Three cities (Windsor, Montreal and Detroit) and three levels of wild!

Just wanted to share these three wonderful articles (from the archives) on how people are interacting with nature in their cities:

 -- Photo Credit: Marilène Gaudet --


from Cities for People - Changing our narratives of wild spaces in the city: An interview with Dominique Ferraton and Maia Iotzova (2015)

This provides an overview of a crowdsourcing program that is helping people in Montreal see their wild spaces in a new way.  Love this idea of wild city mapping!

-- Photo Credit: Rebecca Salminen Witt --


from the "boundary organization" The Nature of Cities -Wild in Detroit: Realizing Opportunity in a New Nature (2015)

What I love about this is that Detroit in this transitional period is like a new frontier - it feels like almost anything goes and people are using incredibly creative methods of helping citizens rethink how their city should be and what should be included: such as the wilder parts of nature.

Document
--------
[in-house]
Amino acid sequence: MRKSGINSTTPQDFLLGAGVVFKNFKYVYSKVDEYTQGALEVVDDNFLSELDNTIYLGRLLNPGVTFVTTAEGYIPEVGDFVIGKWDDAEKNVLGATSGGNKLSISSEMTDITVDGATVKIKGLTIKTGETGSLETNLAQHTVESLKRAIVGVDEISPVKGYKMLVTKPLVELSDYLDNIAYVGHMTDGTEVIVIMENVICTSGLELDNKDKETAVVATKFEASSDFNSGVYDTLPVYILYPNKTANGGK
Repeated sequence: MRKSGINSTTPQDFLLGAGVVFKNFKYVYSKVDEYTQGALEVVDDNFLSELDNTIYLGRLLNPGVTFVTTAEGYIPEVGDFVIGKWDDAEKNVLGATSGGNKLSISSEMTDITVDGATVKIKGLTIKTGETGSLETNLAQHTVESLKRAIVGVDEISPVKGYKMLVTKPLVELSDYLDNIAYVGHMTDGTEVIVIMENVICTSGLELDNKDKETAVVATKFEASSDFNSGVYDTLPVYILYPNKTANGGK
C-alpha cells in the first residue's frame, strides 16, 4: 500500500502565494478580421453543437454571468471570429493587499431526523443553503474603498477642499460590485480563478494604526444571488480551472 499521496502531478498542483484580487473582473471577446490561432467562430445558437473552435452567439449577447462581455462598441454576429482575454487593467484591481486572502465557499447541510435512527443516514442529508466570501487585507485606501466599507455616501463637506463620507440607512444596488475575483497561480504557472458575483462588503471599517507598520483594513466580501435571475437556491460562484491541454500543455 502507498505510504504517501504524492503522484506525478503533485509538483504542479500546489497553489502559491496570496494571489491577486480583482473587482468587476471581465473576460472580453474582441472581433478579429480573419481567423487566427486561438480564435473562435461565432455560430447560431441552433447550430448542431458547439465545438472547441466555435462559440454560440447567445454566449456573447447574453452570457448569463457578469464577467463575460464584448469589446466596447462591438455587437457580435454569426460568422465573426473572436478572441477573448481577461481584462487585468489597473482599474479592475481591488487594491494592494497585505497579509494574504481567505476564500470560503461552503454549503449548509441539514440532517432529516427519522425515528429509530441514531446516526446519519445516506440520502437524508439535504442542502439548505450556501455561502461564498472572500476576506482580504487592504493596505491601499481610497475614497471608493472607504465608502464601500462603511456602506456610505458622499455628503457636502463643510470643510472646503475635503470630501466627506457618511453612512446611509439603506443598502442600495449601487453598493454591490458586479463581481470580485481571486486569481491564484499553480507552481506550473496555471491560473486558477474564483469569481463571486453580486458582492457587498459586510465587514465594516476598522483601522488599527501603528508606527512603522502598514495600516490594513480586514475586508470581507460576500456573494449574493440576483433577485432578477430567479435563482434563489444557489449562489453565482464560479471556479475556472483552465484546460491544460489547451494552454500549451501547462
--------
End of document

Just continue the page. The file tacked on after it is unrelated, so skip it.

-- Photo Credit: Knowing the Land is Resistance --


from the blog Knowing the Land is Resistance - Last of the Last: Windsor's Savannah and Tall Grass Prairie (2011)

This is a really inspiring Collective that is working on deepening their own and others' connection to Nature (with a capital "N") while strengthening their allyship with the lands - appreciating all that is thriving including: "scrubby hillsides, trash-strewn train track corridors, relic forests speckled with garlic mustard hidden in suburban parks, the poplars growing along highway drainage ditches, the coyotes that roam the golf courses at dawn."

I hope you enjoy these as much as I did!

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